One obvious issue is the gap in services provided: many member households do not have access to a familly doctor, the very purpose of this organization; therefore, there is an unmet need. Secondly, ownership is ill-defined. One way to figure out who the owners actually are is to use the latin tradition legal definition of ownership: usus, fructus, abusus.
Usus: who gets to use the services provided?
Fructus: who reaps the fruits, the benefits of the organization activities?
Abusus: who holds the legal authority to sell or wind down the organization?
Thirdly, I must question the Board composition. With three external Directors, and typically two worker (doctor, staff) Directors, this leaves only four seats — a minority — for the other member-elected Directors, who might not even be members, and if they are, might not be current users.
Forthly and finally, with 90% of funding and 33% of Board Directors being provided for by external stakeholders, I wonder about the autonomy and independance of this organization, a principle dear to co’operators (ICA, 1995, Principle 4).
My quick, easy fix, five-step action plan, knowing little else about the DCC (HR situation, Financial situation, Co-op Act in that Province, Regulatory environ,ent, supplier market, etc.) goes as follows:
I) An association of committed DCC member users lobbies government government like their life depends on it — because it kind of does.
II) By way of an Organizing Members’ Meeting, the association succesfully converts the DCC to a multi stakeholder health services co-operative: the DCCC.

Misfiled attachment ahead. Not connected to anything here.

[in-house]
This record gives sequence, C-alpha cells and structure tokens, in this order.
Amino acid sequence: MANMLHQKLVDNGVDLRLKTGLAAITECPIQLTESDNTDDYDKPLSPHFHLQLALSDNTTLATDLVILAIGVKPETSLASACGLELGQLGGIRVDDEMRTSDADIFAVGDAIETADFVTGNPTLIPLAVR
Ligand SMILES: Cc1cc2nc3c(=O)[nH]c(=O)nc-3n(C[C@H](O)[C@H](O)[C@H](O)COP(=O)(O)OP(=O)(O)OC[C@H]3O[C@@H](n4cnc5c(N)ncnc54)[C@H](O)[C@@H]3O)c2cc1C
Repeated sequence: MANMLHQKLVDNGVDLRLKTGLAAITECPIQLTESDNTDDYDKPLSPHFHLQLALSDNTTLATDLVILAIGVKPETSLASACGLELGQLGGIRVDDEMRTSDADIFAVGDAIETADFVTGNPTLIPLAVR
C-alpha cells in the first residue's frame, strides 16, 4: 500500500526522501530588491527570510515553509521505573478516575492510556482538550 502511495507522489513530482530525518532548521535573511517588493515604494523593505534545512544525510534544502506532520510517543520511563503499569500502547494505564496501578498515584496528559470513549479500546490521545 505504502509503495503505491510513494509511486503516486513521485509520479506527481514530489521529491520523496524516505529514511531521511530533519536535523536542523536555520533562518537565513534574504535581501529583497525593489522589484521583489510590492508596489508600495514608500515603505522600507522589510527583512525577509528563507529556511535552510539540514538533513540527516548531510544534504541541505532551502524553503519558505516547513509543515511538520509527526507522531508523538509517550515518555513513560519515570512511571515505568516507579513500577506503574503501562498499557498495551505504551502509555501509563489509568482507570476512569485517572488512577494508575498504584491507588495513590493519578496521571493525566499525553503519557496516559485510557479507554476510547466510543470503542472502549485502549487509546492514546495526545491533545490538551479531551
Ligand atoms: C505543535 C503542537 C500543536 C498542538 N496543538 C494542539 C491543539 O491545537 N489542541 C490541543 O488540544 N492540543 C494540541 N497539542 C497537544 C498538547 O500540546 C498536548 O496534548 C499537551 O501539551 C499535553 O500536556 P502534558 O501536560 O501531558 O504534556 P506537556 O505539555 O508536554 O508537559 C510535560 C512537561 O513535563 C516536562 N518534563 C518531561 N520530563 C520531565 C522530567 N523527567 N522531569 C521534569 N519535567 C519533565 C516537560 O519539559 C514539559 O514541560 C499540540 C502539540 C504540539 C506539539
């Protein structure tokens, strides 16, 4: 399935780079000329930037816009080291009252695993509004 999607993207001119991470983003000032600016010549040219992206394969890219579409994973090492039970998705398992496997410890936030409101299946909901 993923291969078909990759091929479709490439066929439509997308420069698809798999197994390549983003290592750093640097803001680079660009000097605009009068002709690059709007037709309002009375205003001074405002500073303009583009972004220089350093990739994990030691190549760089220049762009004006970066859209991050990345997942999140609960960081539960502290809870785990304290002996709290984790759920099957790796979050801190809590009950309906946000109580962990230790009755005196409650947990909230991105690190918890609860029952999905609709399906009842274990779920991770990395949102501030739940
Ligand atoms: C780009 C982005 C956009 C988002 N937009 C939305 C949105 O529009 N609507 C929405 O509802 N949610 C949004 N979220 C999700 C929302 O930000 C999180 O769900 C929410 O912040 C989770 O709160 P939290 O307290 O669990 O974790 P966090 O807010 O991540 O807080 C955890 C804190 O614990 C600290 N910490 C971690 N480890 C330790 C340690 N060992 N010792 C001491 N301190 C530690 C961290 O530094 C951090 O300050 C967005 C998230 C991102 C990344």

III) The nacent DCCC considers the original 25$ member fee as a contribution to member equity; call for additional member capital by way of new or complementary qualifying member shares (users and workers)
IV) Change bylaws to create member categories: users, workers, external supporting stakeholders
V) Change bylaws to establish Board composition to three (3) external stakeholder, three (3) workers (of which no more than one medical doctor) and seven (7) member users (actual users of the DCCC services), for a total Board Director count of 13. Alternatly, for a smaller Board, reduce external stakeholder seats to one (1) — good luck with that! –, worker directors to the current two (2), and member users to the current four (4). Less change in Board composition in the latter case, but with the amount of money comming in from government, they will want their oversight capacity. Also, having the City and the community represented is value adding rather than constraining, as long as the actual users have an effective majority. This is achieved with the larger Board (13). Or go 3:2:6 and an 11 Director Board. As long as the member users hold majority.
The member users holding a majority around the Board table isn’t an absolute garantee of member user ownership and control. However, if the overriding purpose of the DCCC is providing quality healthcare to the City of Haultain community — before politics, and before consideration even of the jobs involved — then such a Board see,s like a darn good start.